So, what do you do if you don’t like the way he acts?

And if you are one of those who say, oh my I don’t like some of the ways he acts out by I like what he is doing for the economy and other policies (would that be canceling environmental standards? and denying climate change and a global climate crisis?), spare me. We could certaily have a good economy and lots of good things without a crude tyrant who threatens our democracy and the free flow of ideas.


On Trump ridding the administration of those who testified against him. That does not bother me. Of course anyone would do that. How can you have someone working for you who has done what he or she can to topple you?

Speaker of the House Nancy Pelosi tearing up Trump’s speech may have been symbolic, i.e., he tore up the constitution she tears up his speech, but it seems a bit Trumpian to me. Stooping to his sophmoric level is beneath her. Trump revels in getting one’s goat.

Richard Nixon was just born too soon…

February 1, 2020

Richard Nixon was born too soon it seems. Today instead of resigning in disgrace, he would have finished his second term. It is a different world. The norms of behavior have changed. A crass bully who thumbs his nose at the conventions of civilized society and declares, as much by actions as words, that he is supreme and answerable to no one, runs rough shod over any who dare oppose him. The way he struts around reminds me of the old newsreels I’ve seen of the buffoon Mussolini in Italy during Word War II (but it’s not funny).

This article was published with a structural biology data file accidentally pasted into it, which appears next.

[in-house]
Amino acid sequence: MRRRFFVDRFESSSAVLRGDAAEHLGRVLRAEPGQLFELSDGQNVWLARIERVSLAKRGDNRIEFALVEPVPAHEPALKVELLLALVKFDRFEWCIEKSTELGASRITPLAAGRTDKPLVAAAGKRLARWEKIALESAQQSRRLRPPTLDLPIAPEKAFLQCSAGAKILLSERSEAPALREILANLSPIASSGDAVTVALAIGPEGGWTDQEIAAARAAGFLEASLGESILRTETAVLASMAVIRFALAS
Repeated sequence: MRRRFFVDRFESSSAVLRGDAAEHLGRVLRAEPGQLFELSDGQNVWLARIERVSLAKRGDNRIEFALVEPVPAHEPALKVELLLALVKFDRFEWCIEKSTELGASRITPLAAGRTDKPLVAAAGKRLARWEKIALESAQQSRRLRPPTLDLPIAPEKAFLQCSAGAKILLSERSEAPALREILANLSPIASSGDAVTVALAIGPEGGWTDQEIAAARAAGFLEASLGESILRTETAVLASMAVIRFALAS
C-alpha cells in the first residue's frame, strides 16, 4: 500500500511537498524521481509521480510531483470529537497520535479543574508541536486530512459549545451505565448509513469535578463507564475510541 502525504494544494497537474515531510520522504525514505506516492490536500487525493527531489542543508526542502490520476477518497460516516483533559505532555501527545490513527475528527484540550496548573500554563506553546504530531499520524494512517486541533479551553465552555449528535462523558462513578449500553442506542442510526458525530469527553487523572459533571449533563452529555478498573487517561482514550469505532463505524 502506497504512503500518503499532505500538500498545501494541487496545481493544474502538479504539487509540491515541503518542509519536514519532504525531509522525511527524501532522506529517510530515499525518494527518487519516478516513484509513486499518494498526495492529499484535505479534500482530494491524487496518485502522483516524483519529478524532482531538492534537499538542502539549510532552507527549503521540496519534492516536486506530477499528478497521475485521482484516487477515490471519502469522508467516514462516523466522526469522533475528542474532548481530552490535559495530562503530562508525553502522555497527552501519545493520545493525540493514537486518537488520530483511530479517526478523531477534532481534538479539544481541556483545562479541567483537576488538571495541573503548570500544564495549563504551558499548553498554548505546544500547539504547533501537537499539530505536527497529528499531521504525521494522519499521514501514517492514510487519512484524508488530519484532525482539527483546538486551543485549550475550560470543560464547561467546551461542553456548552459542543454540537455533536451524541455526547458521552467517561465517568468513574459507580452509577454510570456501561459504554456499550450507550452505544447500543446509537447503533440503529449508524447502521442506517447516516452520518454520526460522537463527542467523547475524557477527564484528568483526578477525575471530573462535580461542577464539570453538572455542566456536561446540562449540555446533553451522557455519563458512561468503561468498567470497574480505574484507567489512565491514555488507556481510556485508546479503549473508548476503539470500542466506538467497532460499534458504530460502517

Nixon was strong willed and defiant but he was also a patriot and a war veteran, not a draft dodger like our president today (I write the latter because I think the accepted story is that Trump’s father arranged for a family friend who was a doctor to give the young Trump a phony diagnosis of bone spurs ; or maybe Trump, who engaged since in athletic activity, had a miracle recovery later).

Nixon was not always charming in private, his once secret oval office tapes revealed, but I think he was mostly a civilized gentleman in public.

But Nixon’s supporters found themselves forced to turn against him when his wrongdoings were displayed for all via those tapes. And in turn, Nixon felt forced to resign rather than face certain removal via impeachment.

That was back in what seems like ancient times now, 1974.

But now in 2020, the Republican-controlled senate, acting as an impeachment court, after charges were brought by the Democratic Party-controlled congress, has voted to not call any witnesses and is set to wrap the proceedings up as soon as it can, presumably with a vote for acquittal (although as of this writing the end is still uncertain).
And I have to say that since the consensus among, the Republican majority primarily, in the senate is that what President Trump is charged with, while it may have been wrong on some level, does not rise to the level that it requires removal from office, and that is to say almost everyone agrees he is guilty on some level of misbehavior, it makes sense not to drag the issue any further by calling witnesses. There really is little point in going on with the process. As one observer said: everyone knows he did it but most don’t think it is worth removing a sitting president from office in an election year.

(Now Trump did famously boast that he could shoot someone on Fifth Avenue and get away with it, but that is not what he was impeached for.)